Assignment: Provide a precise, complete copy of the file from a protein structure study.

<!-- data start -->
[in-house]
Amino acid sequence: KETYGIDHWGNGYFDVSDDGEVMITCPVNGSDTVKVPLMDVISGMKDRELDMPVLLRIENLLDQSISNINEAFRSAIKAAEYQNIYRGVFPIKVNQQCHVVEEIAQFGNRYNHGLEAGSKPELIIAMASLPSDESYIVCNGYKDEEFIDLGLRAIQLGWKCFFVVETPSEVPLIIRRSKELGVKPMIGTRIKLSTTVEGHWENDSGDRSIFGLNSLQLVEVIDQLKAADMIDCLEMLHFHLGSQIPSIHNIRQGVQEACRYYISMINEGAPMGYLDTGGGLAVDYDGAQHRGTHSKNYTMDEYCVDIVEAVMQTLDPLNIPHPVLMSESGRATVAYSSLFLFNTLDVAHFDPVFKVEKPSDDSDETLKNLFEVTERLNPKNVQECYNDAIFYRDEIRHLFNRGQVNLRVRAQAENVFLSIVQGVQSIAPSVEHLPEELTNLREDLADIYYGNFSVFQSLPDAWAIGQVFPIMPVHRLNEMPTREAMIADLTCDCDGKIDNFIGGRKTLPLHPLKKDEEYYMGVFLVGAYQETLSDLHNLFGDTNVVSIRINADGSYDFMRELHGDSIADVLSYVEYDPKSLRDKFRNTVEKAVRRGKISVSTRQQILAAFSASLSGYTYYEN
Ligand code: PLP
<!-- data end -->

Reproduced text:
[in-house]
Amino acid sequence: KETYGIDHWGNGYFDVSDDGEVMITCPVNGSDTVKVPLMDVISGMKDRELDMPVLLRIENLLDQSISNINEAFRSAIKAAEYQNIYRGVFPIKVNQQCHVVEEIAQFGNRYNHGLEAGSKPELIIAMASLPSDESYIVCNGYKDEEFIDLGLRAIQLGWKCFFVVETPSEVPLIIRRSKELGVKPMIGTRIKLSTTVEGHWENDSGDRSIFGLNSLQLVEVIDQLKAADMIDCLEMLHFHLGSQIPSIHNIRQGVQEACRYYISMINEGAPMGYLDTGGGLAVDYDGAQHRGTHSKNYTMDEYCVDIVEAVMQTLDPLNIPHPVLMSESGRATVAYSSLFLFNTLDVAHFDPVFKVEKPSDDSDETLKNLFEVTERLNPKNVQECYNDAIFYRDEIRHLFNRGQVNLRVRAQAENVFLSIVQGVQSIAPSVEHLPEELTNLREDLADIYYGNFSVFQSLPDAWAIGQVFPIMPVHRLNEMPTREAMIADLTCDCDGKIDNFIGGRKTLPLHPLKKDEEYYMGVFLVGAYQETLSDLHNLFGDTNVVSIRINADGSYDFMRELHGDSIADVLSYVEYDPKSLRDKFRNTVEKAVRRGKISVSTRQQILAAFSASLSGYTYYEN
Ligand code: PLP